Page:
Wednesday, December 17, 2008

Buddhist History Revolution: Ranajit Pal

Ranajit Pal, Non-Jonesian Indology and Alexander. New Delhi: Minerva Press, 2002. Pp. 268, including 41 black- and-white illustrations. ISBN 81-7662-032-7. US$17.00, UK£11.75. Further Details.

Reviewer: Jan-Mathieu Carbon, Corpus Christi College, Oxford

Self-described as a colloquial "must for the history buff" and a pleonastic "labour of hard work" (back cover), Non-Jonesian Indology and Alexander by Ranajit Pal is indeed both of these things -- a work at once fascinatingly suggestive, pioneering, and provocative, yet frustratingly confused and laborious. The main subject is Alexander's conquest of India, specifically locating Palibothra, the theoretical limit of his march east.

Pal in this book leads his own campaign west against those scholars, particularly Badian and his disciples, who ignore the Sanskrit and Pali sources and try to reconstruct Alexander's eastern campaign using only the Greek and Roman texts.[[1]]

He traces the origin of this methodological problem back to the work of Sir William Jones in the late eighteenth century.[[2]] Few scholars today think in an explicitly "Jonesian" framework, but Pal is right that the usual accounts of Alexander's march are founded on Jones' early premises and detective work.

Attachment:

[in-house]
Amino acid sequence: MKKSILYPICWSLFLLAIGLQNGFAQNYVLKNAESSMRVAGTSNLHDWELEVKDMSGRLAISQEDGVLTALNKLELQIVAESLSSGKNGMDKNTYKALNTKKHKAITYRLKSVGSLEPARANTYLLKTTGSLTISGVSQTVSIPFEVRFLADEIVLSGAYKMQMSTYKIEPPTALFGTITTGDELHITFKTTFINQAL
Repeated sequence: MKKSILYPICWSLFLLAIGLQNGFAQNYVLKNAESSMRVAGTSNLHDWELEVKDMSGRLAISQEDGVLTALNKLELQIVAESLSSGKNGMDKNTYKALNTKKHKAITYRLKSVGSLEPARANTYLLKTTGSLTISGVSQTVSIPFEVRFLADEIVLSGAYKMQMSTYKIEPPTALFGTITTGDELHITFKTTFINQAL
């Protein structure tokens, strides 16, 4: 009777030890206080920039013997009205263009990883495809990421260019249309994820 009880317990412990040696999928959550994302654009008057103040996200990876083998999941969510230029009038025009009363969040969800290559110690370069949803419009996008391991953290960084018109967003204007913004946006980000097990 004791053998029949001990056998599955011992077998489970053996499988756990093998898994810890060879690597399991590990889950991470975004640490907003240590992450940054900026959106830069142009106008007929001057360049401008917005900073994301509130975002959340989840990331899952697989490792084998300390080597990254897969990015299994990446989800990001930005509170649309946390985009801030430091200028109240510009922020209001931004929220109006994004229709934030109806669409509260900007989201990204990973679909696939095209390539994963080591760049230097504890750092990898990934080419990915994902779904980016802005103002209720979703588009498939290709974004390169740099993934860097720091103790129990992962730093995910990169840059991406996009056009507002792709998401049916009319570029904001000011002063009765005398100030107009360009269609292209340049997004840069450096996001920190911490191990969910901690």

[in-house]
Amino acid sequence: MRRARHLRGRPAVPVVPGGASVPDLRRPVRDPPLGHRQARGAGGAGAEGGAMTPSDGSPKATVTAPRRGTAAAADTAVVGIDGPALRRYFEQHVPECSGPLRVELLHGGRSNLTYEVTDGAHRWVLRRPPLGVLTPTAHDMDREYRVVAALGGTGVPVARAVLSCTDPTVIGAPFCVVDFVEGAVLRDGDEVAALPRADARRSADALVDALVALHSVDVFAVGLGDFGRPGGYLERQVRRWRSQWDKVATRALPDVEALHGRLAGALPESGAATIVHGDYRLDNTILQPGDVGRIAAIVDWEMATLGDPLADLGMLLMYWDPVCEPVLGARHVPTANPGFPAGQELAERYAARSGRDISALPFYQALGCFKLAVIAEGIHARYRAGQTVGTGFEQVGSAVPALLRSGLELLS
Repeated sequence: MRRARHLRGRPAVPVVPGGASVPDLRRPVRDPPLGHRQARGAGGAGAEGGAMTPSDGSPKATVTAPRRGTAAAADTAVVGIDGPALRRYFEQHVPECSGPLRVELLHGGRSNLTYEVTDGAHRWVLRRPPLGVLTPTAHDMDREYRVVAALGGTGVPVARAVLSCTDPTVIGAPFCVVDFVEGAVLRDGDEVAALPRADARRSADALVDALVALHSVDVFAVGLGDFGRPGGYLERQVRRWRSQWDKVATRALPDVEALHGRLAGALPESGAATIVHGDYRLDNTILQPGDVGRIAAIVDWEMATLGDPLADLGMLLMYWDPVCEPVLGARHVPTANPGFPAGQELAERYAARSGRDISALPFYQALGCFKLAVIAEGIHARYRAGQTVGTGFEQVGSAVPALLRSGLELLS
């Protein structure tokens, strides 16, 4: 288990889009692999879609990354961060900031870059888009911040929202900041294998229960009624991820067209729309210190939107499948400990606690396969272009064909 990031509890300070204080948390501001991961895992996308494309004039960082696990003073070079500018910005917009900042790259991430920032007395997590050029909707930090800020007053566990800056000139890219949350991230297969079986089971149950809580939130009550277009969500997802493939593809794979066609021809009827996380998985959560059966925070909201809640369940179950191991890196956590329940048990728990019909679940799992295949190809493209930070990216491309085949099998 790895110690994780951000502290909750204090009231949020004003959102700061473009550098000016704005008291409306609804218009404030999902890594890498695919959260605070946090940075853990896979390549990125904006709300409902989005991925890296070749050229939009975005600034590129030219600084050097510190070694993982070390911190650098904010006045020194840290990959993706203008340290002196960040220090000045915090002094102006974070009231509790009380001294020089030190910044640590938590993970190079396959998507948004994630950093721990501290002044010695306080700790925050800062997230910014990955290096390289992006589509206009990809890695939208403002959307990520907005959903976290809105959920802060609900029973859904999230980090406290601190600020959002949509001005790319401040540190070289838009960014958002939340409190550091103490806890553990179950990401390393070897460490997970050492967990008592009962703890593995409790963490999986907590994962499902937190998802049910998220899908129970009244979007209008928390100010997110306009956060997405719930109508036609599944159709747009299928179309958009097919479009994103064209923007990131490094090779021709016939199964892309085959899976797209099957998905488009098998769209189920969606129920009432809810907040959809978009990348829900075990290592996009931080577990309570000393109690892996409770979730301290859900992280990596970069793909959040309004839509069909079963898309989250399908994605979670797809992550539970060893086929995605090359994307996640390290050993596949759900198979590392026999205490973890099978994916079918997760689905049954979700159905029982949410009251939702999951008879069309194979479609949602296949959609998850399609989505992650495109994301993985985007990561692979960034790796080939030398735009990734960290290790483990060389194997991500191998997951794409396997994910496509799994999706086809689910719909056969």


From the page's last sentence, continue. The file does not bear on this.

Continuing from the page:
Pal's hypothesis is that "Megasthenes" Palibothra was not Patna as Jones fancied, but Kahnuj in faraway Magan' (p. 9). In other words, Palibothra was located in what is now south-east Iran, not, as most scholars maintain, in modern eastern India.

As a provocative challenge to current orthodoxy regarding the extent of Alexander's Indian conquest the book is largely successful and will appeal to specialists and students alike. Pal's work is wide-ranging and offers multifarious perspectives on the impact of Alexander's conquests in Indo-Iran. More>>

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